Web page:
ISC 2014: HPC, liquid cooling and energy reuse
July 2, 2014
Representatives of RenewIT (451 Research and TUC) attended the recent ISC 2014 conference in Leipzig, Germany.
Among the companies present were several that have developed liquid-cooling technology. The main test-bed for the RenewIT project is based on liquid-cooling technology from German supplier Megware. The project opted to adopt liquid cooling due to the improved heat transfer benefits (for heat reuse) from liquid cooling.
Along with liquid- cooling, here are some of the main themes the RenewIT project took away from ISC 2014:
* Experience shows that the relationship between FlopsPeak and FlopsrealApplications is 7:1
* Accelerators are a very big topic. Most of the top 10 Clusters are using either Intel Phi or nvidia CUDA systems
* There is a slowdown in the HPC market. This year was the year with the lowest number of new systems in the top 500.
* Both European and American HPC systems are getting older
* More and more of the total calculation power is concentrated in the top 6 machines. Top 500 List has a Gini-Coefficient of 77.
* Almost 100 Systems in the top 500 are not clusters but single machines.
* The director of the K Supercomputer in Japan showed that the average traffic for the entire internet is approximately equal to the internal traffic in the K supercomputer due to the huge communication between nodes.
* The quantum computers from D-Wave which are installed at NASA/Google and Lockheed Martin are operational and there is major research into the area going on. It’s been independently confirmed that the computers have true quantum entanglement and are actually working.
* IBM sold their server manufacturing to Lenovo and are (probably) out of the business.
* The total computation power of the HPC top 500 list has been growing at a steady rate of factor 2 per year over the last 10 years. Processors have “only” grown by a factor of 1.34. This caused a huge gap between high power HPC systems and average cloud farms.
* The next big developments to look out for are optical interconnects on the chips with up to 20 TBit/s and the Intel Omnifabric communication bus which will be directly integrated into future Xeons
* BMW is moving their main data center to Iceland because of the cheap energy, free cooling and better data protection laws.
* The big thing until 2020 in HPC is the Exascale challenge where people are trying to put together a 1 Exaflop Cluster. Right now that would take 1000 MW of IT power though.
* Water Cooling was one of the BIG topics at ISC’14.
* There is a giant performance gap between Super Computers and Cloud Systems when using them for distributed calculation on everything except “embarrassingly parallel” problems mainly due to the interconnect. Supercomputers tend to have something like a 40GBit/s Infiniband Fabric that gives each node the opportunity to talk with every other node at full speed and very low latency. Cloud systems use 1GBit/s Ethernet with the added disadvantage that the switches have maximum throughput rates of for example 160 GBit/s compared to the Terabits/s of an Infiniband fabric.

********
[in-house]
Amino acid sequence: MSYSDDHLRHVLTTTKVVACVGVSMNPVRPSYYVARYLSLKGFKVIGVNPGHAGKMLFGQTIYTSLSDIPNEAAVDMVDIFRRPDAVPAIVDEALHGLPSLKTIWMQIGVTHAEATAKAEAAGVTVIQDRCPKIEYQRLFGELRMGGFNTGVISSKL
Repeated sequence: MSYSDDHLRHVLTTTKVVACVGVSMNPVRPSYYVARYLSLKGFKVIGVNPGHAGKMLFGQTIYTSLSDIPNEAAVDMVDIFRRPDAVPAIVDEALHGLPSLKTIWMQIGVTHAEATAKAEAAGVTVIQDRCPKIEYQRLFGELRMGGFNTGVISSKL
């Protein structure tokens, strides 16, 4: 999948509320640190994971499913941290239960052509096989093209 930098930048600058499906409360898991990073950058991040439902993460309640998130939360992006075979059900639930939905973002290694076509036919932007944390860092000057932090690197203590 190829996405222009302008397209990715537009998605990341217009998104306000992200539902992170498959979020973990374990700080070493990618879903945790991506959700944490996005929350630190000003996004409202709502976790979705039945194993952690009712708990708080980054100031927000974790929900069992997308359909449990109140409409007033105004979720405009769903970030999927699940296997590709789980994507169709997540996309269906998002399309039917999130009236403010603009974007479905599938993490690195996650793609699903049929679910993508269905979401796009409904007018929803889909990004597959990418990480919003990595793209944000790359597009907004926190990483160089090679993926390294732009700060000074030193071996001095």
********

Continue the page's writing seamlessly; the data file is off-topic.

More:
* The Supercomputing center in Poznan, PL managed to reach a PUE of 1.018 with an Iceotope Cluster and a dry cooler.
* Bull Computing is working on liquid cooled racks with up to 80 kW/Rack
* Providers offering water cooling are among others: Megware, CoolIT, HP, Bull, IBM and RackCDU (Asetek). Even more extreme are submersion solutions where the entire server gets submerged into a dielectric fluid. Examples for this are 3M, Iceotope, Green Revolution Cooling, and the most efficient HPC in the world, the Japanese Tsubame-KFC.
* Asetek offers a completely sealed water cooled system with a complete miniature air cycle including heat exchangers.
* One interesting idea with water cooling is to use controllable miniature pumps on the CPU so that each CPU gets an optimal level of cooling.
* All vendors are working on solutions to control the waste heat temperature to keep it constant for better heat reuse. Nobody has any good ideas about what to do with all the heat except do a little heating.
* HP showed their new Apollo 8000 System with a combination of heat pipes and cold plates which combines all the advantages of each system. They get up to 80 kW / Rack and use internal high voltage DC for the power supply.
* LRZ is experimenting with energy aware scheduling. They are measuring how much a jobs slows down if they slow down the processor and if the job doesn’t slow down too much ( less than 12%, then they reduce processor frequency from 2.7 to 2.3 Ghz)
* LRZ saves energy with that but at the cost of longer calculation jobs. They did the math and if they include total cost of ownership in the optimization, then no slowdown is justified.
* Internal studies by IBM and LRZ say that there is up to 20% difference in power consumption between identical processors when running the same job due to manufacturing tolerances. There are no publications about this since Intel doesn’t allow it. I’m trying to get more data.
* There are big initiatives for HPC efficiency, but the consensus of all the application programmers at the conference was that the one thing they optimize for is time, not energy.
* Studies by Intel show that at lower CPU temperatures applications run faster since turbo boost can engage longer.
* While in theory HPC applications have a consistent 100% load profile, in reality they spend up to 80% of their time waiting for communication depending on the application.
* Right now to fully simulate an HIV Virus with 3 mio. Atoms takes about 1d real time per 20 ns of simulation time on a cluster with more than 10.000 cores.
* Ubercloud is working on dynamic HPC Clusters * Systemburn and Firestarter (http://tu-dresden.de/die_tu_dresden/zentrale_einrichtungen/zih/forschung/projekte/firestarter) are tools for Linux to cause maximum stress